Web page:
Orange County Men's Central Jail

Three inmates escaped from the Orange County Central Men’s Jail on January 22, 2016. The facility was built in 1968. Erika Aguilar/KPCC

Erika Aguilar
May 05, 2016 – 09:36 PM

Orange County sheriff’s officials have assigned an investigative sergeant to monitor how and if jailhouse informants will be used with the Sheriff’s consultation after deputies failed to disclose records to the court on the department’s inmate informant program.

Dozens of notes about logs that tracked interactions with jailhouse informants from 2008 to 2013 were released this week during a court hearing for a double murder case in which an informant was used during the investigation.

Originally, officials say, deputies failed to disclose the notes and their superiors didn’t know the records existed.

The case at hand involves Daniel Patrick Wozniak, 31, convicted of killing a woman and man in 2010. His defense attorney, public defender Scott Sanders is trying to convince a judge not to sentence his client to death.

Sanders has argued county prosecutors and deputies routinely omit evidence on jailhouse informants that the defense has the legal right to view, like in the Wozinak case.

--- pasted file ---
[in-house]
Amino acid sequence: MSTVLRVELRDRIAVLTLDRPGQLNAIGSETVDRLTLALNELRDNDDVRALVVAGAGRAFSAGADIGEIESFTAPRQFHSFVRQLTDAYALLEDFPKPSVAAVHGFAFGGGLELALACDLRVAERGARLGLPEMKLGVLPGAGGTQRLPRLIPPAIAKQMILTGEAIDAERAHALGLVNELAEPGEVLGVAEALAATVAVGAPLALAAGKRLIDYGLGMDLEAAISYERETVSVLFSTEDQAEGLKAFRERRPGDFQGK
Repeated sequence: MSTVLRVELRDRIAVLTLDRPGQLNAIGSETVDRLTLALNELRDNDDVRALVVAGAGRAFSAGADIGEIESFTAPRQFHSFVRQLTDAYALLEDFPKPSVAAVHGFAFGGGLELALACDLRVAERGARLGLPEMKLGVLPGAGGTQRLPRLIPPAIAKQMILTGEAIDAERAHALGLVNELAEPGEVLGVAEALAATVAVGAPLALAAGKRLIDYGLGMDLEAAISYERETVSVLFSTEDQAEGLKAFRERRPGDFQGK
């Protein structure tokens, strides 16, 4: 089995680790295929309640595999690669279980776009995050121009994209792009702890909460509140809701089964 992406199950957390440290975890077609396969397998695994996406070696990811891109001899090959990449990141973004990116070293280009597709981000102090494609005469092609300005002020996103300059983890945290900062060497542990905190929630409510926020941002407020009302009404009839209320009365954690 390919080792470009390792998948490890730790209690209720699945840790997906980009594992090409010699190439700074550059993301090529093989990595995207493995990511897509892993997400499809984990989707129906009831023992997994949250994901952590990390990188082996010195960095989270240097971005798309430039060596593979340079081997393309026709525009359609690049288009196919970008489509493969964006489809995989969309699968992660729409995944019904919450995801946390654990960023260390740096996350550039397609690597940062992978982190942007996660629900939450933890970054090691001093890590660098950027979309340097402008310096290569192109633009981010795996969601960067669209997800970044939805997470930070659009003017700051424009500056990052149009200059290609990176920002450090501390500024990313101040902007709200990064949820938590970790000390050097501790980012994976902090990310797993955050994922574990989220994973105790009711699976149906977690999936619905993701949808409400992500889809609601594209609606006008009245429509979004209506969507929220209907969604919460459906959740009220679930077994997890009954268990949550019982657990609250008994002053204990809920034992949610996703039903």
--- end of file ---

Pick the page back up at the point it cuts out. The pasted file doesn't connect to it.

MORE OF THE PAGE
Orange County Sheriff’s spokesman Lt. Mark Stichter said upper command staff was not aware that the notes on inmate informants existed and deputies who kept them say they didn’t realize the defense was entitled to the material.

“For us it becomes a matter of making it a teachable moment,” Stichter said. “Discuss and continue training on what is discoverable as a law enforcement officer and the notes that you keep.”

This isn’t the first time the Orange County Sheriff’s Department has been called out in court for not disclosing records to defense attorneys about jailhouse informants.

Orange County Sheriff Sandra Hutchens has been in hot water for the past year over how her deputies have mishandled information about the department’s inmate informant program.

The state attorney general’s office launched a criminal investigation March 2015 into at least two deputies suspected of lying in court about records kept inside the jails on informants. A representative from the California Attorney General’s office declined to comment Thursday.

Meanwhile, the Orange County Sheriff’s Department also has an internal, administrative investigation ongoing. Stichter said no one has been placed on administrate leave because of it.

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